A question for history buffs: In politics, where did the terms “left” and “right” originate? If you answered the French National Assembly of 1789, pat yourself on the back.
Back then, the delegates sat on the right if they supported the king and on the left if they backed the revolutionaries.
The point is the political divisions of France in 1789 don’t readily fit America in 2017, although it is fun to pretend.
For example, President Donald Trump can be viewed as today’s preening monarch. Though posing as a people’s sovereign, he is surrounded by groveling courtiers, rules by whim, and lives in digs that make the Palace of Versailles look like a Motel 6.
Certainly the labels did make a rough sense for a while. Left and right were shorthand for those who held differing views of how much power the federal government should wield, one of the oldest arguments in the republic.
But Trump has changed everything. Many have argued that he is not a true conservative, but like it or not, he has remade conservatism in his unconservative image. While he retains some old conservative themes, he has basically reduced the philosophy to its grossest and meanest components and taken it all to extremes. He has made conservatism into a parody of itself.
Let us all admit that being conservative is not necessarily about bullying, boasting and serial lying. And surely it is not conservative to conceive of deficit-perpetuating plans to lower taxes on the rich while increasing spending on goofy projects such as a border wall.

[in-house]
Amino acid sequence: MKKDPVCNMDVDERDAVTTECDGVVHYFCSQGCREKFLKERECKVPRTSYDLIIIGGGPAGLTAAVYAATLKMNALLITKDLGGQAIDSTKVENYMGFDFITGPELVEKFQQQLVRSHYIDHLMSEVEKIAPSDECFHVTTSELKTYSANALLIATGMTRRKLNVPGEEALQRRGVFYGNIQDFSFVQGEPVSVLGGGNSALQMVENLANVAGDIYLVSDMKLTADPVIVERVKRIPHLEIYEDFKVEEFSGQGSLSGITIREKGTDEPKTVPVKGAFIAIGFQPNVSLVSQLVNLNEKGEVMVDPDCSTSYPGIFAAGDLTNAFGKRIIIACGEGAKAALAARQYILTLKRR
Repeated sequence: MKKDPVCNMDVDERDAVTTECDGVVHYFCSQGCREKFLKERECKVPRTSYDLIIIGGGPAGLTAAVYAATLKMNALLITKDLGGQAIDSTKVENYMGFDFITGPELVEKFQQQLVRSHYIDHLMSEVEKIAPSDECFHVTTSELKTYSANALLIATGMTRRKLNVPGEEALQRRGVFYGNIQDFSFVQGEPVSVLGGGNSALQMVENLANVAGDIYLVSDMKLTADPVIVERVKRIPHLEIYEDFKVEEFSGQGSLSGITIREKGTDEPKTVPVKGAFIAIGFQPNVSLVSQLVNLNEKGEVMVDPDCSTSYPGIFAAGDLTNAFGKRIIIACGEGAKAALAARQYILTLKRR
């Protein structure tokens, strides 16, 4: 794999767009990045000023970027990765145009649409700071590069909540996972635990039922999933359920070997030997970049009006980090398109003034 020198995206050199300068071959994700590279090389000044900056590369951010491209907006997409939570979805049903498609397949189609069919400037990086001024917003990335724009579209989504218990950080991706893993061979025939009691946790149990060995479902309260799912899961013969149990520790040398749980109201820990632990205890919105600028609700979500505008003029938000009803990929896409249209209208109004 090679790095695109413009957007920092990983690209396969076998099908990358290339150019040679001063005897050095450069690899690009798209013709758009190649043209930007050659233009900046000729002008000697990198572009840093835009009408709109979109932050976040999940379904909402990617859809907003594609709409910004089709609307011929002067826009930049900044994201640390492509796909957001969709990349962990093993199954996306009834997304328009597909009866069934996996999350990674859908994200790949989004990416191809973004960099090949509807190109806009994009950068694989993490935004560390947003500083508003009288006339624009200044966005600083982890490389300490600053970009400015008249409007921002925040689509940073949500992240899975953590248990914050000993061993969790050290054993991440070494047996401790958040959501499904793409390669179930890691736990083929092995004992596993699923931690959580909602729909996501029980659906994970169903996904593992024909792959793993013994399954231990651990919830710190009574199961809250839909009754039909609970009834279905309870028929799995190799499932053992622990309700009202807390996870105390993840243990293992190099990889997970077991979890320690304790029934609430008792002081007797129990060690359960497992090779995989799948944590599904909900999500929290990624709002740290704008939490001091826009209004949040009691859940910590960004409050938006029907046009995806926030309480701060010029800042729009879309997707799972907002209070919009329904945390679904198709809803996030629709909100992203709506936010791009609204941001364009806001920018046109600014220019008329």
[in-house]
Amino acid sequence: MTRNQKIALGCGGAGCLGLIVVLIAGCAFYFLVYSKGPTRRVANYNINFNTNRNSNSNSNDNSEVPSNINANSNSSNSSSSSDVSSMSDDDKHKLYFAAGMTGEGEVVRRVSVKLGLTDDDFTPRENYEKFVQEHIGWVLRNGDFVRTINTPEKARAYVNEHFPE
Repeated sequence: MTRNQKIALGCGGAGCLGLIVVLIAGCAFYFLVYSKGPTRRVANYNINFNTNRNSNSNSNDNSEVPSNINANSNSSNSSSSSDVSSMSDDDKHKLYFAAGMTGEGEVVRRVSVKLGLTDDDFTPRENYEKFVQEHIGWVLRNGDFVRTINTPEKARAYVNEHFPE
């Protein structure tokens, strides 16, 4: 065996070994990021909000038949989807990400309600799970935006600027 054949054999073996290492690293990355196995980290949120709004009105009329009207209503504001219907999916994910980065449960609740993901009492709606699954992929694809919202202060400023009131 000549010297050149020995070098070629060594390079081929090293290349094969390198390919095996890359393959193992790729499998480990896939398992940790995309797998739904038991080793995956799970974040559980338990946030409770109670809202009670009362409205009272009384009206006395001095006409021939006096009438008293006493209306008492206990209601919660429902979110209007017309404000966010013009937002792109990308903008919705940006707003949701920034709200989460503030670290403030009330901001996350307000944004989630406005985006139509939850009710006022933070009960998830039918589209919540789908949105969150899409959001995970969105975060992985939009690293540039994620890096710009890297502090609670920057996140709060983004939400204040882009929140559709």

Surely being conservative is not about kicking out 800,000 people who, through no fault of their own, came to this country when they were 6 or so and became Americans in all but official papers. Tell me if I am crazy in believing that being conservative is not about a full flight from old-fashioned common sense and decency.
Of course, I say this as a liberal but not one from the far left, where the illiberal liberals live. I believe in equal opportunity, hard work and personal responsibility. I am someone from the great middle and I’d be happy to have any sensible conservative at my side. What name for us?
As the old left and right labels have become threadbare in political crazyland, perhaps we should take our political terms from an era closer than 1789. How about 1938?
That was the year when a conservative British prime minister came back from Munich waving a piece of paper promising “peace for our time” after meeting with Adolf Hitler. The great appeaser was a good man in many ways — none other than Winston Churchill was to acknowledge this — but he made a historic mistake.
Now, Donald Trump is not a Nazi, but he is a dangerous autocrat driven by ego and bile. What he does not need is appeasement.
Yet he is surrounded by Neville Chamberlains, both in the White House and in the nation at large. Some are good people who had respectable reasons for initially supporting Trump. But no respectable reason remains to persist in a cultlike loyalty that forgives him everything.
Reg Henry is a Pittsburgh Post-Gazette columnist. Email: firstname.lastname@example.org